21 May 2018, Writing – part x415, Developing Skills, Characters
Introduction: I wrote the novel Aksinya: Enchantment and the Daemon. This was my 21st novel and through this blog, I gave you the entire novel in installments that included commentary on the writing. In the commentary, in addition to other general information on writing, I explained, how the novel was constructed, the metaphors and symbols in it, the writing techniques and tricks I used, and the way I built the scenes. You can look back through this blog and read the entire novel beginning with http://www.pilotlion.blogspot.com/2010/10/new-novel-part-3-girl-and-demon.html.
I’m using this novel as an example of how I produce, market, and eventually (we hope) get a novel published. I’ll keep you informed along the way.
The four plus one basic rules I employ when writing:
- Don’t confuse your readers.
- Entertain your readers.
- Ground your readers in the writing.
- Don’t show (or tell) everything.
- Immerse yourself in the world of your writing.
These are the steps I use to write a novel including the five discrete parts of a novel:
- Design the initial scene
- Develop a theme statement (initial setting, protagonist, protagonist’s helper or antagonist, action statement)
- Research as required
- Develop the initial setting
- Develop the characters
- Identify the telic flaw (internal and external)
- Write the initial scene (identify the output: implied setting, implied characters, implied action movement)
- Write the next scene(s) to the climax (rising action)
- Write the climax scene
- Write the falling action scene(s)
- Write the dénouement scene
I finished writing my 28th novel, working title, School, potential title Deirdre: Enchantment and the School. The theme statement is: Sorcha, the abandoned child of an Unseelie and a human, secretly attends Wycombe Abbey girls’ school where she meets the problem child Deirdre and is redeemed.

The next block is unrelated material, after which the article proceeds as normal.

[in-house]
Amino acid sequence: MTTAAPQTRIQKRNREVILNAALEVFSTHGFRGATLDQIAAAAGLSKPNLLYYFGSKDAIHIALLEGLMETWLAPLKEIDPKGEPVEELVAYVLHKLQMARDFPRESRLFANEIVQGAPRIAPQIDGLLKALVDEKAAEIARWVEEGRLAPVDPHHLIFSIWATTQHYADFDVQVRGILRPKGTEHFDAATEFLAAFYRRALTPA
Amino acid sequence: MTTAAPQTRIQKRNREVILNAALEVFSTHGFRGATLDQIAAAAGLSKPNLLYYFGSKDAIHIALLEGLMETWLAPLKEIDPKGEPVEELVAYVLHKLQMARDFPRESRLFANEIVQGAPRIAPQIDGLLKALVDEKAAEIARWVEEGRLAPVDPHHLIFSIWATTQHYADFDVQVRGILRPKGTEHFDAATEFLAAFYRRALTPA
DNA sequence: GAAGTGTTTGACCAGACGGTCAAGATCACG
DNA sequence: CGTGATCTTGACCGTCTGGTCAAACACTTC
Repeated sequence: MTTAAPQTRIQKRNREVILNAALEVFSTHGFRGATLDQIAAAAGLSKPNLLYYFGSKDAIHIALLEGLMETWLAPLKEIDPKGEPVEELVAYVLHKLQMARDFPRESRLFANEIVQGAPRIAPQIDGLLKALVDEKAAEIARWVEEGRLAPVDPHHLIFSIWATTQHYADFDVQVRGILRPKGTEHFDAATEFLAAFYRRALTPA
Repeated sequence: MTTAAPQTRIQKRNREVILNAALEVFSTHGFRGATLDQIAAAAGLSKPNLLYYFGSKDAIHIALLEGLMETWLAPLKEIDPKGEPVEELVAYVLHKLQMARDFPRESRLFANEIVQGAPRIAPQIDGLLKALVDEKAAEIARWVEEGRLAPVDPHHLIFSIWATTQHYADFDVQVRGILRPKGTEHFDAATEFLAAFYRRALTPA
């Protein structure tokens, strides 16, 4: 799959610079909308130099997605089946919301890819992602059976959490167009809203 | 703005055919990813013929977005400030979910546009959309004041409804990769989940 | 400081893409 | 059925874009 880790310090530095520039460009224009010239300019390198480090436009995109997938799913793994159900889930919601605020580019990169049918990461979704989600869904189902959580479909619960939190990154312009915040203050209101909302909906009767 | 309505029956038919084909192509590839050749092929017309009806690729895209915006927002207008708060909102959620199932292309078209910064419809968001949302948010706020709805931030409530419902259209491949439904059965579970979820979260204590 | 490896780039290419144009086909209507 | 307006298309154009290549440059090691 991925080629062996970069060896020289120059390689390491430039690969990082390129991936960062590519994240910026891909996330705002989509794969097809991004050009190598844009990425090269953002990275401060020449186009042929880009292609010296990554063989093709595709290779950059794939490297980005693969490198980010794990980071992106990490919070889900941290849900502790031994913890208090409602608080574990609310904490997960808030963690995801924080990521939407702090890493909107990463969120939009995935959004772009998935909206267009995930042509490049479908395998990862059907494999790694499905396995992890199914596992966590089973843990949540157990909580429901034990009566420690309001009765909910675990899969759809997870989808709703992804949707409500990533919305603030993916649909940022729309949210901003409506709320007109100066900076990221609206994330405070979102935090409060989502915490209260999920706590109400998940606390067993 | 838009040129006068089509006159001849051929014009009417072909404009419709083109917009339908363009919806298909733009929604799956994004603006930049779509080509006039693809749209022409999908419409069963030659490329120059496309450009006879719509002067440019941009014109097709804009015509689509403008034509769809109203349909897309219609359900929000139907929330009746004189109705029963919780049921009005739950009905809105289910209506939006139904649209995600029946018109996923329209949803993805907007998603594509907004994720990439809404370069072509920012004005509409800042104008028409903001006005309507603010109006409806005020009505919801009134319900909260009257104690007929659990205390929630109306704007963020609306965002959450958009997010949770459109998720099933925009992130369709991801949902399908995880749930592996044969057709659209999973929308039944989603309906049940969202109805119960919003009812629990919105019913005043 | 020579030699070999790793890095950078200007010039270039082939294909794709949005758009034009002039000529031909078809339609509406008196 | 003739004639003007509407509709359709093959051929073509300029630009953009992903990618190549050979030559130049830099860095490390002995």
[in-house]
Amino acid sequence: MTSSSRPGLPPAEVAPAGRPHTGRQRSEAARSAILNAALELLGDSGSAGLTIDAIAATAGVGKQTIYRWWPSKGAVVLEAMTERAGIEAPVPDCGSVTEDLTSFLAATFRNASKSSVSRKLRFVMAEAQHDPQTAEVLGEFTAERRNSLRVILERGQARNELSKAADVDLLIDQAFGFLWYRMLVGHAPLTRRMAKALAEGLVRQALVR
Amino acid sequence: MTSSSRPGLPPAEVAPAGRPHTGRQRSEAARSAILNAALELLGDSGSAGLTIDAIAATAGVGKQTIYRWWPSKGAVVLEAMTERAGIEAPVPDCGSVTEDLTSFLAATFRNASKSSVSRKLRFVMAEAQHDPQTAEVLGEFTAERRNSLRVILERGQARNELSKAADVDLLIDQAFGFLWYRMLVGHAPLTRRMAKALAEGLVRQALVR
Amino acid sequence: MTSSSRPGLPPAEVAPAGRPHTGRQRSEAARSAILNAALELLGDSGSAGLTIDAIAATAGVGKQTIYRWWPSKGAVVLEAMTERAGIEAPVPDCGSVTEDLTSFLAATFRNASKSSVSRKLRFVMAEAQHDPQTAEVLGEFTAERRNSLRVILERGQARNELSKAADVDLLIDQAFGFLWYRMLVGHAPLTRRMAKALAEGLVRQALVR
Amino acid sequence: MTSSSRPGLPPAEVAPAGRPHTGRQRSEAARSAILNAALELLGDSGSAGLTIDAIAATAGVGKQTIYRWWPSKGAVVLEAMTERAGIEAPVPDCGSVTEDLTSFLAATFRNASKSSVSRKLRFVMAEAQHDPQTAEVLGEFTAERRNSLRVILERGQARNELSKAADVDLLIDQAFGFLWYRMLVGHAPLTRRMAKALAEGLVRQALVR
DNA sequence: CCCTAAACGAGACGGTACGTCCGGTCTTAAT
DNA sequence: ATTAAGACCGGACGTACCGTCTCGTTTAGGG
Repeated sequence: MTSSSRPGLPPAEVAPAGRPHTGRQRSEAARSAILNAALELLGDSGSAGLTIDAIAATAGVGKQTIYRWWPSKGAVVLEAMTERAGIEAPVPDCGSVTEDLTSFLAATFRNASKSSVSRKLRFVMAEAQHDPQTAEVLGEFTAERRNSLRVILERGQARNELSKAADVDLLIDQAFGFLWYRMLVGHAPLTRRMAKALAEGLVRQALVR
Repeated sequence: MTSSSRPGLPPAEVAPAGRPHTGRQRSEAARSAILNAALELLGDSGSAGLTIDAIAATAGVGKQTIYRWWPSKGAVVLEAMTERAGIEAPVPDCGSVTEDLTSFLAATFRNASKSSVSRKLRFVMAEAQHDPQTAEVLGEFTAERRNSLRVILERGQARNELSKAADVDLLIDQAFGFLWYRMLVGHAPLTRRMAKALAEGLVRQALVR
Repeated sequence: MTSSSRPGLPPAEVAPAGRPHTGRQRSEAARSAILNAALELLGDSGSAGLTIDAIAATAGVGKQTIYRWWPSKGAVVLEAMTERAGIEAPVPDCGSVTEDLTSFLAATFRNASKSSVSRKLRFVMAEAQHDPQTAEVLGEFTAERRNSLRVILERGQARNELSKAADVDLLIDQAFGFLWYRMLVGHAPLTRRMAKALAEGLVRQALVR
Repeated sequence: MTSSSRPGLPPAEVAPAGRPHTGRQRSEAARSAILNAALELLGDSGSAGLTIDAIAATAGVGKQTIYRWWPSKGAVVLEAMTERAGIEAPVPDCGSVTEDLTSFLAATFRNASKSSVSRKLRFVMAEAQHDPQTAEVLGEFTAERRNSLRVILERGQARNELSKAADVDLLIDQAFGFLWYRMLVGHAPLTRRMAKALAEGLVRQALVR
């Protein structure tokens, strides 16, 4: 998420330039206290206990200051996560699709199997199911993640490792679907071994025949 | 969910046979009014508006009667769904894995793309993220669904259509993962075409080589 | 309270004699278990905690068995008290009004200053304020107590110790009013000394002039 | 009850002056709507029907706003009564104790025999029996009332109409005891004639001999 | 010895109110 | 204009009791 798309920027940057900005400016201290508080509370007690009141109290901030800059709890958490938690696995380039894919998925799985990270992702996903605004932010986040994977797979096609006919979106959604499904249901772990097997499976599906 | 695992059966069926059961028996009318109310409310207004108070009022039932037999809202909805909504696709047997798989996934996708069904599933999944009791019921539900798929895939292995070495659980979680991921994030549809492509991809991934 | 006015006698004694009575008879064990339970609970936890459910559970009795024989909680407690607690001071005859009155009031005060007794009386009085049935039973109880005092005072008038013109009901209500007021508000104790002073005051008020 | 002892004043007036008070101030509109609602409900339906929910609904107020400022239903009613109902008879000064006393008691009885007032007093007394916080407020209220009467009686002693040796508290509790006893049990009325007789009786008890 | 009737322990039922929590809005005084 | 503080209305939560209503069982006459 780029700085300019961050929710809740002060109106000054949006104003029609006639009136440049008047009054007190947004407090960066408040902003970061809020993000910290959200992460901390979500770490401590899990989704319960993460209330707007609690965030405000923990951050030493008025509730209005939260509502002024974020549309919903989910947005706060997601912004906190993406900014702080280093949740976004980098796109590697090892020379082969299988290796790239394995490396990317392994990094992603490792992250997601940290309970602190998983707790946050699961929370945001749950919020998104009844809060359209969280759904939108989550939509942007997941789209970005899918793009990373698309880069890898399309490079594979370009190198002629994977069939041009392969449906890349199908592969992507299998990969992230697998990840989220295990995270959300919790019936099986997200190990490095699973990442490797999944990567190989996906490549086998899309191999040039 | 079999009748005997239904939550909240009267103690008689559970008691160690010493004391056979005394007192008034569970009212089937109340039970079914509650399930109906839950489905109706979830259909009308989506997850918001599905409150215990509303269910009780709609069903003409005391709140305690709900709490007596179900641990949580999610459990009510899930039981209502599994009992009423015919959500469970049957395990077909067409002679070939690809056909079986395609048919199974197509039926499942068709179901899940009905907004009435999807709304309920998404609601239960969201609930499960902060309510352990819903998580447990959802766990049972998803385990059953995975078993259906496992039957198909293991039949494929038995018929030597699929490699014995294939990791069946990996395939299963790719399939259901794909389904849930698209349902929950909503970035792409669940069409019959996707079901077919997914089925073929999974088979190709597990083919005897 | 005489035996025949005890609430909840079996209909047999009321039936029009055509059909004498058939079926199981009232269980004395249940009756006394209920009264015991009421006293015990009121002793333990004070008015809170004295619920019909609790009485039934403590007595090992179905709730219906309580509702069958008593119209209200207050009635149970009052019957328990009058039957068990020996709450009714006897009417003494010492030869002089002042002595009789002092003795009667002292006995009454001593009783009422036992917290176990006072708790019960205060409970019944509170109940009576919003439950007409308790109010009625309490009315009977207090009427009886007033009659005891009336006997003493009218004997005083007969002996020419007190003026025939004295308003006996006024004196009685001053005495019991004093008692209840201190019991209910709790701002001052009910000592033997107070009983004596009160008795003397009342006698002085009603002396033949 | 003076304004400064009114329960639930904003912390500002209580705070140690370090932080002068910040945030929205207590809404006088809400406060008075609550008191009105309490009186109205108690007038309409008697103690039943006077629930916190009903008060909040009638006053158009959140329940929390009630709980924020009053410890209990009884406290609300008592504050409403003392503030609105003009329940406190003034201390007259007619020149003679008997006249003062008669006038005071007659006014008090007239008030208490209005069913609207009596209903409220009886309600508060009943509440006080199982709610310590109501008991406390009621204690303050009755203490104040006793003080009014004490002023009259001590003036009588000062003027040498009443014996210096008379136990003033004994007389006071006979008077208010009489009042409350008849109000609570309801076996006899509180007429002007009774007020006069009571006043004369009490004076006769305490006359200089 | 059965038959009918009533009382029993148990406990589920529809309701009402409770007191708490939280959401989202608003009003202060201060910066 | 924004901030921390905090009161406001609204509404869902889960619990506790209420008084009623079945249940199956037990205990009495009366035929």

Here is the cover proposal for Deirdre: Enchantment and the School.
The most important scene in any novel is the initial scene, but eventually, you have to move to the rising action. I continued writing my 29th novel, working title Red Sonja. I finished my 28th novel, working title School. If you noticed, I started on number 28, but finished number 29 (in the starting sequence—it’s actually higher than that). I adjusted the numbering. I do keep everything clear in my records. I’m just finishing number 30, working title Detective.
How to begin a novel. Number one thought, we need an entertaining idea. I usually encapsulate such an idea with a theme statement. Since I’m writing a new novel, we need a new theme statement. Here is an initial cut.
For novel 29: Red Sonja, a Soviet spy, infiltrates the X-plane programs at Edwards AFB as a test pilot’s administrative clerk, learns about freedom, and is redeemed.
For novel 30: Lady Azure Rose Wishart, the Chancellor of the Fae, supernatural detective, and all around dangerous girl, finds love, solves cases, breaks heads, and plays golf.
Here is the scene development outline:
- Scene input (comes from the previous scene output or is an initial scene)
- Write the scene setting (place, time, stuff, and characters)
- Imagine the output, creative elements, plot, telic flaw resolution (climax) and develop the tension and release.
- Write the scene using the output and creative elements to build the tension.
- Write the release
- Write the kicker